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Bible - History - Archaeology
Gustave Doré's Bible
Gustave Doré (1832-1883) was a French illustrator. One of his famous work was the illustrations of the Bible (1866) that he engraved on wood for a special edition of the Vulgate (translation of the Bible in 'common' language), in French and in English. This edition, and his work in particular, met with great success.
This page focuses on some of the Biblical stories that inspired the artist, and mentions their related sites in Israel. You can click on any illustration to enlarge it. For the sites related to the New Testament, refer to my other page In the Footsteps of Jesus.
The Creation of Mankind
Here is the creation of Eve as per Genesis 2:21-22: And the LORD God caused a deep sleep to fall upon the man, and he slept; and He took one of his ribs, and closed up the place with flesh instead thereof. And the rib, which the LORD God had taken from the man, made He a woman, and brought her unto the man.
Trivia: Eve was not created from Adam's "rib" but from Adam's "side". The "rib" is mistranslated from the Hebrew text which says "side", which is rather a generic word. So, we don't actually know which side of his body it was.
Where? According to Jewish tradition, Adam was created on top of Mount Moriah which is known today as the Temple Mount, because the First and Second Temples were located there. Today there is the Dome of the Rock and, right below it, where the Holy of Holies was once located, is the Stone of "Foundation": the foundation of mankind ! Note that, in the original (Hebrew) text of the Bible, Adam was "created" while Eve was later "formed" from him. So, Adam was initially created with both masculine and feminine attributes, the latter being separated from him to make Eve. So, both attributes were created at the same spot, on top of Mount Moriah.
The Book of Genesis tells us the story of the Flood when God decided to eradicate mankind except for Noah and his own family who were spared and found refuge inside an ark. Then, in Genesis 8:3-4: And the waters returned from off the earth continually; and after the end of a hundred and fifty days the waters decreased. And the ark rested in the seventh month, on the seventeenth day of the month, upon the mountains of Ararat..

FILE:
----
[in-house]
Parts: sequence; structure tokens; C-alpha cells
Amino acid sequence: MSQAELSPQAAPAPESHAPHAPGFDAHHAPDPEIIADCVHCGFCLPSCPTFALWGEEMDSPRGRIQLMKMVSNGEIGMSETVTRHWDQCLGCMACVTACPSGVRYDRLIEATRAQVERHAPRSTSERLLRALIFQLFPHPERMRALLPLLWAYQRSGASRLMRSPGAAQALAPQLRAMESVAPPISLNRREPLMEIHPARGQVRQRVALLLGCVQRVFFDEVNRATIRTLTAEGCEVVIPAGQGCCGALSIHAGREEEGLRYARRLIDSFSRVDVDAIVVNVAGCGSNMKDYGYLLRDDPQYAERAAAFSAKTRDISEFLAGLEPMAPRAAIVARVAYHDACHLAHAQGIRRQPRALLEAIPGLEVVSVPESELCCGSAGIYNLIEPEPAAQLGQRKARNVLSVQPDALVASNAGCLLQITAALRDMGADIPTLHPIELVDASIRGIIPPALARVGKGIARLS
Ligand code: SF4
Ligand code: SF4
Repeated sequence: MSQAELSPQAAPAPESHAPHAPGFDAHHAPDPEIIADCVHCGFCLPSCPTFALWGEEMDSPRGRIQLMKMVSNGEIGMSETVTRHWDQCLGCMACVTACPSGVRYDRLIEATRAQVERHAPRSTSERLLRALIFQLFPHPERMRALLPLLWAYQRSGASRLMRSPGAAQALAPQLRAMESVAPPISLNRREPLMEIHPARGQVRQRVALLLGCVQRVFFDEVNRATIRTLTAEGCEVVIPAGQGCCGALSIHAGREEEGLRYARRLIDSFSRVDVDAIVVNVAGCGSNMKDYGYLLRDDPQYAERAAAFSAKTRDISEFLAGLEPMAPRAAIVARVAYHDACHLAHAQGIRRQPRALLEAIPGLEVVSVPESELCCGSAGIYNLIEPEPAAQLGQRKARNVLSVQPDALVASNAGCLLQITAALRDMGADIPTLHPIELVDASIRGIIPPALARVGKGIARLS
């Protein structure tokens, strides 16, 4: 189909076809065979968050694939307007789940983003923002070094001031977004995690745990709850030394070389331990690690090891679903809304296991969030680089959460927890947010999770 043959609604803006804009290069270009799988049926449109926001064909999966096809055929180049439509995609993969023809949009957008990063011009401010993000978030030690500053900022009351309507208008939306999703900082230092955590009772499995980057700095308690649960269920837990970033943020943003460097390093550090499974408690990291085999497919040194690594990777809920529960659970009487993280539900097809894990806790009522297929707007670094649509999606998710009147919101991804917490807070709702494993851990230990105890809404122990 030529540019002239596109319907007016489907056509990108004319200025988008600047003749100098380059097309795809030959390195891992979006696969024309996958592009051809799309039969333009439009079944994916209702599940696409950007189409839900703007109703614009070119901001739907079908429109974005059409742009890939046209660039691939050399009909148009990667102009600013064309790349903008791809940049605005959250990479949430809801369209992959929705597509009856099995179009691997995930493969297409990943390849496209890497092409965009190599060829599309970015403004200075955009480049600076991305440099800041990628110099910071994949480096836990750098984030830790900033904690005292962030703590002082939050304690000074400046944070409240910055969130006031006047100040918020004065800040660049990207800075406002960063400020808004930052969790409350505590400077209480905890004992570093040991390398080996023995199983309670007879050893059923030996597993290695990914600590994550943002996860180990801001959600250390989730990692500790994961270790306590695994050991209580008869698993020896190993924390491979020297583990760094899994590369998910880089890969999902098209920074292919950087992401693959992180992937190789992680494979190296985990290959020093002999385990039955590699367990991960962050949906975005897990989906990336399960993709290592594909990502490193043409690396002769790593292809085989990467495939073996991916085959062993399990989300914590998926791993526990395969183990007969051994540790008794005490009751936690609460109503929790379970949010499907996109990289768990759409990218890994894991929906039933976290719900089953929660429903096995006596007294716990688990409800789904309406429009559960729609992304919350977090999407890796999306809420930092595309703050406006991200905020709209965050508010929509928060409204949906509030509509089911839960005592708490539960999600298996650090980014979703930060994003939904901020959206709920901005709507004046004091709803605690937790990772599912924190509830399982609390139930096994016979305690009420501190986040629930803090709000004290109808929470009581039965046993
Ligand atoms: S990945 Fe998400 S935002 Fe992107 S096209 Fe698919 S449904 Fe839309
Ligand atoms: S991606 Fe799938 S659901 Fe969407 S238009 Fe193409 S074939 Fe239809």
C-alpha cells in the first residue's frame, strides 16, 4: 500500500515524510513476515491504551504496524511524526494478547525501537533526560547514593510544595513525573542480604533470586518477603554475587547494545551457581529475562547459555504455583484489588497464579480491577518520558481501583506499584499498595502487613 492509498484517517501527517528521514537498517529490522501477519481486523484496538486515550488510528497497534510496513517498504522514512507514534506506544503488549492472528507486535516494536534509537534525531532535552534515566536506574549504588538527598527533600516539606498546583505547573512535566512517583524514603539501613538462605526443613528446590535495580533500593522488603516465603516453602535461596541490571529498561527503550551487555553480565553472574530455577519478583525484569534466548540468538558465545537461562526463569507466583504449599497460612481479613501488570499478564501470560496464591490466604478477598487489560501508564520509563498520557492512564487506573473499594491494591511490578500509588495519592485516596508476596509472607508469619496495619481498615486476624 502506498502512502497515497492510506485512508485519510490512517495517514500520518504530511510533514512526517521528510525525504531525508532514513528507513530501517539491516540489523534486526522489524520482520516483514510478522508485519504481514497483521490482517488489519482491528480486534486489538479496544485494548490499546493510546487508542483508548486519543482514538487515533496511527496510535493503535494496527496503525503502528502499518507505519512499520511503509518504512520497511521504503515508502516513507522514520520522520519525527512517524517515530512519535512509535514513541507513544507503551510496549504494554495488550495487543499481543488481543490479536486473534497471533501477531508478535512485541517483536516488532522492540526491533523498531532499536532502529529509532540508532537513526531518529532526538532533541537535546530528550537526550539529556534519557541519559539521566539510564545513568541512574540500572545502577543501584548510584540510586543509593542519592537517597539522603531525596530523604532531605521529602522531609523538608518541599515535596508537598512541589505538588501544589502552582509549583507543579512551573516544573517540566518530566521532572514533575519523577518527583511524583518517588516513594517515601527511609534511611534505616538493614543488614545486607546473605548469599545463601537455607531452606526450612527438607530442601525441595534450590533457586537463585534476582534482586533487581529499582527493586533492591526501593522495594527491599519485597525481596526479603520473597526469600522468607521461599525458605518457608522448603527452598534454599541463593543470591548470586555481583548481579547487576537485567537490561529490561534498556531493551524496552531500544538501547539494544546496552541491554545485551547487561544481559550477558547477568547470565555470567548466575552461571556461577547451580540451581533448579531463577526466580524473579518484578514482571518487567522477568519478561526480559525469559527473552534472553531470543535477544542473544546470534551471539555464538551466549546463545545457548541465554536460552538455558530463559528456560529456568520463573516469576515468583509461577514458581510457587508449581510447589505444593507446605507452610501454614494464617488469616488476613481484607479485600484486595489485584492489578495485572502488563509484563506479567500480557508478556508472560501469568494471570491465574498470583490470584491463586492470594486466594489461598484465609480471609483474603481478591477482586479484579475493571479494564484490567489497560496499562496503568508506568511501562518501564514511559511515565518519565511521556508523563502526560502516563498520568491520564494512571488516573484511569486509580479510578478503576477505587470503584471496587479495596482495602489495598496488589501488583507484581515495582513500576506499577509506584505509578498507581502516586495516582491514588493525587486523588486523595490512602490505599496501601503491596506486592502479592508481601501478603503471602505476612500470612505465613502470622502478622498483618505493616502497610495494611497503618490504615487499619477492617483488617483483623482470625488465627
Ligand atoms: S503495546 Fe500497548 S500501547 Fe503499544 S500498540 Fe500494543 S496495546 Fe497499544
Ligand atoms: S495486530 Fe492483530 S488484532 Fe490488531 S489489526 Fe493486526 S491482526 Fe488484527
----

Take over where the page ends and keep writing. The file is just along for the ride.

Trivia: the seventh month mentioned here is the Hebrew month of Sivan, marking the start of the summer even today. The rains of the Flood stopped in Kislev, 150 days earlier.
Where? The mountains of Ararat are located in Northern Turkey which once was part of Armenia. If you visit the Holy Sepulcher in Jerusalem, go down to the Chapel of St. Helena which is run by the Armenian Church. You will see a floor mosaic depicting the main churches of Armenia and also... Noah's Ark with a rainbow above it. The symbol is strong because Armenia was the first nation to adopt Christianity (before the Roman Empire). Christians see their faith as a "new beginning" (new covenant) for humanity. Similarly, Noah's Ark allowed to begin a new world. Christianity took a new turn thanks to Armenia, the very nation where Noah's Ark came to rest !
The terebinths of Mamre
After Noah, the Bible narrative turns to the next key character: Abraham. Genesis 18:1-2: And the LORD appeared unto him by the terebinths of Mamre, as he sat in the tent door in the heat of the day, and he lifted up his eyes and looked, and, behold, three men stood over against him; and when he saw them, he ran to meet them from the tent door, and bowed down to the earth.
Trivia: the "men" were in fact angels and, in such a way, the artist correctly represented them. But in Jewish tradition, an angel is not a winged creature but a human-form 'emissary' of God's will: one angel, one mission. One was to announce that Abraham will have a son (Isaac), a second to destroy Sodom, and a third to save Lot.
Where? Mamre was a territory identified today as the region of Hebron. Until less than 10 years ago, an old "oak" still existed on the hills outside the city and was called the Oak of Abraham. In fact, the Bible does mention an oak ('alon' in Hebrew) but it is mistakenly translated as terebinth ('elah' in Hebrew) which is a different tree. Both are endemic to the region though, known as the Palestine oak and the Palestine terebinth. Biblical Botanic !
Sodom and Gomorrah
The second visitor to Abraham's tent was tasked to destroy the sinful cities. The artist depicted the flight of Lot, his wife and two unmarried daughters, and the fate of Lot's wife who was turned into a pillar of salt. Genesis 19:24-26: Then the LORD caused to rain upon Sodom and upon Gomorrah brimstone and fire from the LORD out of heaven; and He overthrow those cities, and all the Plain, and all the inhabitants of the cities, and that which grew upon the ground. But his wife looked back from behind him, and she became a pillar of salt.
Trivia: Lot's wife was a native of Sodom, so had much to leave behind including her older daughters who, being married, did not believe in the forthcoming divine wrath and remained behind.